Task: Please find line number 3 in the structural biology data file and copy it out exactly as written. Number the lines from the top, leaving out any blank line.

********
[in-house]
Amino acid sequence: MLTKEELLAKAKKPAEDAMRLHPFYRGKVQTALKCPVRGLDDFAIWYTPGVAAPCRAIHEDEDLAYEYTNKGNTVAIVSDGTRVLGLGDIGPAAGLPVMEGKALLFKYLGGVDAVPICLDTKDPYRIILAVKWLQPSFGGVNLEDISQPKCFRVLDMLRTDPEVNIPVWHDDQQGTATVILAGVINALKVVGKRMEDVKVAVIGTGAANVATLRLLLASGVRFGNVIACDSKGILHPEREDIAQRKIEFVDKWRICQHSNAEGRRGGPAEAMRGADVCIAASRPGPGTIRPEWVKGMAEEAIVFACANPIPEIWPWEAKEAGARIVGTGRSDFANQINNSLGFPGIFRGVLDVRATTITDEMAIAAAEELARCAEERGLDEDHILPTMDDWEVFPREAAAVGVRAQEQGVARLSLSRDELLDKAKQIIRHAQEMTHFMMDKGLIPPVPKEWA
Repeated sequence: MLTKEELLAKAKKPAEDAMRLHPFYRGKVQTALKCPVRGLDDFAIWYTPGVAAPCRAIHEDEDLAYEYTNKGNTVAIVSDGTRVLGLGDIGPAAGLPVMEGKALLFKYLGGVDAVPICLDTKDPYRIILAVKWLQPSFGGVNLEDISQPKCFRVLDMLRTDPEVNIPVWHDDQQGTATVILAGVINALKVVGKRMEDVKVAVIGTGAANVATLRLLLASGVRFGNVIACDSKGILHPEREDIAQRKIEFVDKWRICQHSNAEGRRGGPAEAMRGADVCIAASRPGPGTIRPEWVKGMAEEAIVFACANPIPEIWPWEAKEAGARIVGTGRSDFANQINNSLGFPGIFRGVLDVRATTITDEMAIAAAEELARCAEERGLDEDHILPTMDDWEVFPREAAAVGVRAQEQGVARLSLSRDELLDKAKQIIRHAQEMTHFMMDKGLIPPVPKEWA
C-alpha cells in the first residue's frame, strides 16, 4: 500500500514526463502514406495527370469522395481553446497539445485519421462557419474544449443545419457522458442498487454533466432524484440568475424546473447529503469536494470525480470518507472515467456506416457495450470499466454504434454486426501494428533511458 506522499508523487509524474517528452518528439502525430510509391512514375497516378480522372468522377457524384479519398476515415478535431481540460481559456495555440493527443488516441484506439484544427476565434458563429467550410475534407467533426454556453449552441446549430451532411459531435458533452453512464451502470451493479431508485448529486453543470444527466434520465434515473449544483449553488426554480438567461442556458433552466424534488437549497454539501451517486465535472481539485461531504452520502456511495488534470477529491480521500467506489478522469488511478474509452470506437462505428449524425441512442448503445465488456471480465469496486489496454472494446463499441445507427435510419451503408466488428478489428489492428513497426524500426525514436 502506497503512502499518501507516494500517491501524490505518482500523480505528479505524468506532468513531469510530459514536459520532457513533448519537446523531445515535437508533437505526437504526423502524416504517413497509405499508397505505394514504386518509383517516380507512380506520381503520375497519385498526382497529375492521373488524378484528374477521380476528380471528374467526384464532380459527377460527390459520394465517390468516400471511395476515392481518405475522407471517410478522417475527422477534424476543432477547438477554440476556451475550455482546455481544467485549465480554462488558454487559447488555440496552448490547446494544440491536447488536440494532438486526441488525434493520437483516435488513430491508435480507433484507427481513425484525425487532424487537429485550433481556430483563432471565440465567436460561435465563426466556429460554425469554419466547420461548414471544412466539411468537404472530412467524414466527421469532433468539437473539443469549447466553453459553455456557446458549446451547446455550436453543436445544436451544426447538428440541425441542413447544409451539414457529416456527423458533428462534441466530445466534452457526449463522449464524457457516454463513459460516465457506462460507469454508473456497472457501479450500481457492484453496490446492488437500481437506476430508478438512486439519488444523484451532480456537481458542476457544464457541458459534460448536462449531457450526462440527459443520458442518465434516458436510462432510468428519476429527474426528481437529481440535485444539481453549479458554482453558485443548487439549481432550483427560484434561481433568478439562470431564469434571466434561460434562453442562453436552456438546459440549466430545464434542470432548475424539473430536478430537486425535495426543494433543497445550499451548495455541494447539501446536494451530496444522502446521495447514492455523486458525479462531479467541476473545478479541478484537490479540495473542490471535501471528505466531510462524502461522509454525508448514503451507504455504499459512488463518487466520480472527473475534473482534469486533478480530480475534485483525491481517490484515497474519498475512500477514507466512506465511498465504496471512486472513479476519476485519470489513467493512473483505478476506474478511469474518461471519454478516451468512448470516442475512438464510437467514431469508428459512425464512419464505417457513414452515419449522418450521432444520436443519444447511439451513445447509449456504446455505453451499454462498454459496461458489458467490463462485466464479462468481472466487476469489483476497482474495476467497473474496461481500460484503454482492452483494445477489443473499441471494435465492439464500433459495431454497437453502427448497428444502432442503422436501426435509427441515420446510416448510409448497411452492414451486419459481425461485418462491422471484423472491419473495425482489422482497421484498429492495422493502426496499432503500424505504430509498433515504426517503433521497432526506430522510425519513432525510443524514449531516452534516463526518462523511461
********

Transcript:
Repeated sequence: MLTKEELLAKAKKPAEDAMRLHPFYRGKVQTALKCPVRGLDDFAIWYTPGVAAPCRAIHEDEDLAYEYTNKGNTVAIVSDGTRVLGLGDIGPAAGLPVMEGKALLFKYLGGVDAVPICLDTKDPYRIILAVKWLQPSFGGVNLEDISQPKCFRVLDMLRTDPEVNIPVWHDDQQGTATVILAGVINALKVVGKRMEDVKVAVIGTGAANVATLRLLLASGVRFGNVIACDSKGILHPEREDIAQRKIEFVDKWRICQHSNAEGRRGGPAEAMRGADVCIAASRPGPGTIRPEWVKGMAEEAIVFACANPIPEIWPWEAKEAGARIVGTGRSDFANQINNSLGFPGIFRGVLDVRATTITDEMAIAAAEELARCAEERGLDEDHILPTMDDWEVFPREAAAVGVRAQEQGVARLSLSRDELLDKAKQIIRHAQEMTHFMMDKGLIPPVPKEWA